Objective: CCGs have long been used to reconstruct the RCU in children and young adults following resection of diseased bone (ankylosis, tumour) or in cases of condylar aplasia, due to their enormous growth potential. The aim of our study is to determine the efficacy/accuracy of CCGs in such reconstruction.
Materials and method: In the last 10 years, 65 patients between the ages of 7 and 16 years have been treated by RCU reconstruction with CCG at our centre. In all patients CCG with a 3–5 mm cartilaginous cap was used, either unilaterally (U/L) or bilaterally (B/L) as the case warranted. The graft was fixed to the ramal stump with 2 screws. At follow up appointments, the following parametres were noted: mouth opening, symmetry of face, re-ankylosis, hypertrophic scar and facial nerve weakness. Additionally, pain, regeneration of bone and damage to mammary gland were assessed clinically, with photographs and radiographs.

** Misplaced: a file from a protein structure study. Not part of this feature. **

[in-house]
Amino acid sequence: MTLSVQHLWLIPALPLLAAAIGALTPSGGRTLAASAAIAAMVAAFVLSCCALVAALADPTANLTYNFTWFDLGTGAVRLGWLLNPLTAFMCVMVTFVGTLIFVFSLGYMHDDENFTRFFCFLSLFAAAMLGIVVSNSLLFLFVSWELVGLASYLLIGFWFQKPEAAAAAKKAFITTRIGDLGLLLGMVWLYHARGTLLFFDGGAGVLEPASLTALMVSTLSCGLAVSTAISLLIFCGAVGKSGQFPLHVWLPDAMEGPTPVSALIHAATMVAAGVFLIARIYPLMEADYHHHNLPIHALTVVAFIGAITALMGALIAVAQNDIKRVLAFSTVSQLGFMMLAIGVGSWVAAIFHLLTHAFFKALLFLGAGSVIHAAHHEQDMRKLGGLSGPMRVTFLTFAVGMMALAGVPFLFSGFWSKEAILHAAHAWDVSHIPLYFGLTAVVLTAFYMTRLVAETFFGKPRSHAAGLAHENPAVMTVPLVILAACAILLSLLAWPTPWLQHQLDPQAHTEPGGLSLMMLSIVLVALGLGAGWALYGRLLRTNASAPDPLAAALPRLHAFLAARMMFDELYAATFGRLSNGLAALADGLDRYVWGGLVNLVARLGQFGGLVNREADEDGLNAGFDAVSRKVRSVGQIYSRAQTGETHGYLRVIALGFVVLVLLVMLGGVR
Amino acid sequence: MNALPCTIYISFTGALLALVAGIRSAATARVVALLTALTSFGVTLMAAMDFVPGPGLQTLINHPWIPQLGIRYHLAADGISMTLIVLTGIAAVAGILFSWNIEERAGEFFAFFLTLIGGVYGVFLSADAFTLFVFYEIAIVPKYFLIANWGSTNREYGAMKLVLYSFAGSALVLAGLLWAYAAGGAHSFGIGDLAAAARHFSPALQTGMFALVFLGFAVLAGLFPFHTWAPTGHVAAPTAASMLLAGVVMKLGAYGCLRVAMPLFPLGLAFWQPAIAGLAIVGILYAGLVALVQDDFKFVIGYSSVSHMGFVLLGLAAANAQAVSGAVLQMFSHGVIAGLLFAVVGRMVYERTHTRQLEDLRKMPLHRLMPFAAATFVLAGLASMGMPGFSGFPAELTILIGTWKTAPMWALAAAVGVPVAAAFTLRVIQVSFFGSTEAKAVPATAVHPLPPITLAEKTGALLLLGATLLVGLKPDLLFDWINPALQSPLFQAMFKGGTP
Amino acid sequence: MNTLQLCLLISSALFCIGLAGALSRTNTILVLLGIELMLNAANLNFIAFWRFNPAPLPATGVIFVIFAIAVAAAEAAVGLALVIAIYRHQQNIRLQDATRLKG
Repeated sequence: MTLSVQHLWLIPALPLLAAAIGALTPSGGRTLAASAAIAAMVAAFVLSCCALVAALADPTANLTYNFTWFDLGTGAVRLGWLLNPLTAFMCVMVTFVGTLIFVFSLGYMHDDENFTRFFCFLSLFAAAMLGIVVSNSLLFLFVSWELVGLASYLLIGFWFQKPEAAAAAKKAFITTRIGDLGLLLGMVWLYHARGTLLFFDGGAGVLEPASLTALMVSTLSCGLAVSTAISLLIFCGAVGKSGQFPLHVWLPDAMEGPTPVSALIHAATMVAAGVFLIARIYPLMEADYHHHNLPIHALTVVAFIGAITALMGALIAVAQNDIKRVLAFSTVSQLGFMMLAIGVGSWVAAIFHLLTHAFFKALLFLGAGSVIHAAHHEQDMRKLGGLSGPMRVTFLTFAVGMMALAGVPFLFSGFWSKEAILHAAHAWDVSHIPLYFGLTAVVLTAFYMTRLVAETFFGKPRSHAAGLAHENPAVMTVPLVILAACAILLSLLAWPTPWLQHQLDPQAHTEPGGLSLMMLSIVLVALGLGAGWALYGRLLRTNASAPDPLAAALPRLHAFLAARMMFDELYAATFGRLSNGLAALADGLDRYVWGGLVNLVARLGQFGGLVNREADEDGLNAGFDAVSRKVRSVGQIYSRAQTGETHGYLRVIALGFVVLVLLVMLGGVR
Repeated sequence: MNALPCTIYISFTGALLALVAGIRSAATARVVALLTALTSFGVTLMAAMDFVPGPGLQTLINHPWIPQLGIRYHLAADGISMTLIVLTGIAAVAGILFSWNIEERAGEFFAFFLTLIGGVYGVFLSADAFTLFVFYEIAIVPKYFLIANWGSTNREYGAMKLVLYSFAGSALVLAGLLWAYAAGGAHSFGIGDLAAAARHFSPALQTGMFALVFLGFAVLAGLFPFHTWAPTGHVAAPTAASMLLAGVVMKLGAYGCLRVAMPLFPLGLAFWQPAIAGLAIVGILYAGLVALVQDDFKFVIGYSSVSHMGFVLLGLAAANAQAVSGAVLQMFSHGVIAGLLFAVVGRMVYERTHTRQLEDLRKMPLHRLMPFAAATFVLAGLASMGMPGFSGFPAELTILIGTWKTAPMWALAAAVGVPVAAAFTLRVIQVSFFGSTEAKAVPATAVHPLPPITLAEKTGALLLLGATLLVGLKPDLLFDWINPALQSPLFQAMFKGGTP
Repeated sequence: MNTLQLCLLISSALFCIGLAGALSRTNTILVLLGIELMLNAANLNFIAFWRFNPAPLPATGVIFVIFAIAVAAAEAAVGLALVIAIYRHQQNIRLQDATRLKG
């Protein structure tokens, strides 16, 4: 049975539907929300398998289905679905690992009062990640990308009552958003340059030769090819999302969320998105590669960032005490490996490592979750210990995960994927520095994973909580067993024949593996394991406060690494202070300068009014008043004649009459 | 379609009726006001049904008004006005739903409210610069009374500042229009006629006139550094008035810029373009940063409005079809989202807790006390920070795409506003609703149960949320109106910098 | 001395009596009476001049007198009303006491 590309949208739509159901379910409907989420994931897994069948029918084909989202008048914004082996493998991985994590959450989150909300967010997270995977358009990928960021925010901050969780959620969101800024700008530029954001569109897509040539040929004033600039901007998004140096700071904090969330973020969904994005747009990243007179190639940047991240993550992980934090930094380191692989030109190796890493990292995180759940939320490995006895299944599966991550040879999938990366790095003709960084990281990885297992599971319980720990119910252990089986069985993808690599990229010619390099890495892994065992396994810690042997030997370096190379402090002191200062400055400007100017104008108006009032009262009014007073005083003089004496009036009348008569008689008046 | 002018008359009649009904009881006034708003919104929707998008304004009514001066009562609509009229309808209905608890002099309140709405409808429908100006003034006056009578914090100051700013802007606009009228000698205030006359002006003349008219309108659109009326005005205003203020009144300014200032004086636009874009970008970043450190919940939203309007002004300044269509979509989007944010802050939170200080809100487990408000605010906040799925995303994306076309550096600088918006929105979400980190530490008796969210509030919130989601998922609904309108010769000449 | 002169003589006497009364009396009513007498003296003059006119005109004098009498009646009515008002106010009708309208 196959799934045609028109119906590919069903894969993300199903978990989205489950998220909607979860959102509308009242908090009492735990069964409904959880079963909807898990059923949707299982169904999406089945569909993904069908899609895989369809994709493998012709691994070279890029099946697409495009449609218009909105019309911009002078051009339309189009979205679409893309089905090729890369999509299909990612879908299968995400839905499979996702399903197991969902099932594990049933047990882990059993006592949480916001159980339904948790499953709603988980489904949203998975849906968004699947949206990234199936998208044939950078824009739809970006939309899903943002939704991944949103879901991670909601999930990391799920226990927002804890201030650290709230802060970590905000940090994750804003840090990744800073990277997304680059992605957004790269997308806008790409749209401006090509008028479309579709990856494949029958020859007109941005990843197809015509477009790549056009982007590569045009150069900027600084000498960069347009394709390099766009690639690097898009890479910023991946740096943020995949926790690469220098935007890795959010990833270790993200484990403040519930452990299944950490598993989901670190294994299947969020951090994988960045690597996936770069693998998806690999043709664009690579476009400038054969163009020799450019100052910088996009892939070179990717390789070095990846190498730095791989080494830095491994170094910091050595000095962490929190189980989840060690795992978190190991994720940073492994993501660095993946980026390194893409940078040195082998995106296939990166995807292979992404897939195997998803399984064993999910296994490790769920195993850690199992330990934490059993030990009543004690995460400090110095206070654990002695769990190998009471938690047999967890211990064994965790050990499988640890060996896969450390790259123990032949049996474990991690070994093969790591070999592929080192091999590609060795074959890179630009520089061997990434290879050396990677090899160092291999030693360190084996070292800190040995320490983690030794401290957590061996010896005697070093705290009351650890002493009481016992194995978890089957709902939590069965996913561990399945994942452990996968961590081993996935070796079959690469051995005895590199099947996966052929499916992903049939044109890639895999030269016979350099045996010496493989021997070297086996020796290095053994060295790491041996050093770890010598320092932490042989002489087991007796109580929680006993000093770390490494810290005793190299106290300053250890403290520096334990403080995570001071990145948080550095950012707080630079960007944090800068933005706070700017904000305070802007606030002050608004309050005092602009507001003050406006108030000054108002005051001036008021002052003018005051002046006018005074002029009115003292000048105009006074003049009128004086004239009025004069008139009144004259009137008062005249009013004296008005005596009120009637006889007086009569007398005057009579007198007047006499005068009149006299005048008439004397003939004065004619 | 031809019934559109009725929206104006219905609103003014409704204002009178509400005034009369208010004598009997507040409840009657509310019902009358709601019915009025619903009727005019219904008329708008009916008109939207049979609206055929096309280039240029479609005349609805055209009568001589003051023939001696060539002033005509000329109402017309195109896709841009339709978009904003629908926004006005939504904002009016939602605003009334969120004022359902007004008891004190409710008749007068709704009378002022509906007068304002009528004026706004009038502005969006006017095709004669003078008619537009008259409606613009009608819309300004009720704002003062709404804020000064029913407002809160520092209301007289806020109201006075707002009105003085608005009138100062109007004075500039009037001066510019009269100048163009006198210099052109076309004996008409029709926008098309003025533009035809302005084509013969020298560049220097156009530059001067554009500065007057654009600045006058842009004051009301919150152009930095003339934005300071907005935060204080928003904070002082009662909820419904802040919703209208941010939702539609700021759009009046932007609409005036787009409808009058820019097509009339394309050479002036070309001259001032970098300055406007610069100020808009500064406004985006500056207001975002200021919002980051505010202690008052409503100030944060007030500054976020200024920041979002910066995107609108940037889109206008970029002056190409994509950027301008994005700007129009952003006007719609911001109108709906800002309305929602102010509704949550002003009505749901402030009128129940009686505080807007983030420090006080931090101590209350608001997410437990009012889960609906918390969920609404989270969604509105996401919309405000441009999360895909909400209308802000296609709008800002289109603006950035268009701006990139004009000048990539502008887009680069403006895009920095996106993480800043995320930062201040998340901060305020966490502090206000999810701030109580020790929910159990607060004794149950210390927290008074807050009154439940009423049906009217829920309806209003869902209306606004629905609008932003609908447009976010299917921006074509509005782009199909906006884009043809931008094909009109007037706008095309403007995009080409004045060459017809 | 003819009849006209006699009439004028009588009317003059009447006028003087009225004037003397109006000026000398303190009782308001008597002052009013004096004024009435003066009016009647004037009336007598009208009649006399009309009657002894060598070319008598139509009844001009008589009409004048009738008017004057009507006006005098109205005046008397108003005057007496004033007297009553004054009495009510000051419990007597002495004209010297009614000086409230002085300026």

Results: Out of the total 65 cases, 55 were treated with U/L reconstruction and 10 with B/L reconstruction. The mean post-operative mouth opening in these patients was noted to be 32 mm. Out of the 55 U/L cases, 16 showed normal growth, whereas lateral over growth was seen in 3 patients and 36 patients showed less/no growth compared to the normal growing side. In the 10 B/L cases, improvement in facial aesthetics was seen in 4 patients with no changes seen in 6 patients. Each of the U/L and B/L cases showed re-ankylosis.
Conclusion: The above findings suggested that even though CCG has tremendous growth potential in growing children, its behaviour is non predictable irrespective of age, sex and thickness of cartilage. So distraction has become a preferred option over grafting with any autogenous material, for growth and reconstruction of RCU, hence avoiding unpredictability and a second surgical site.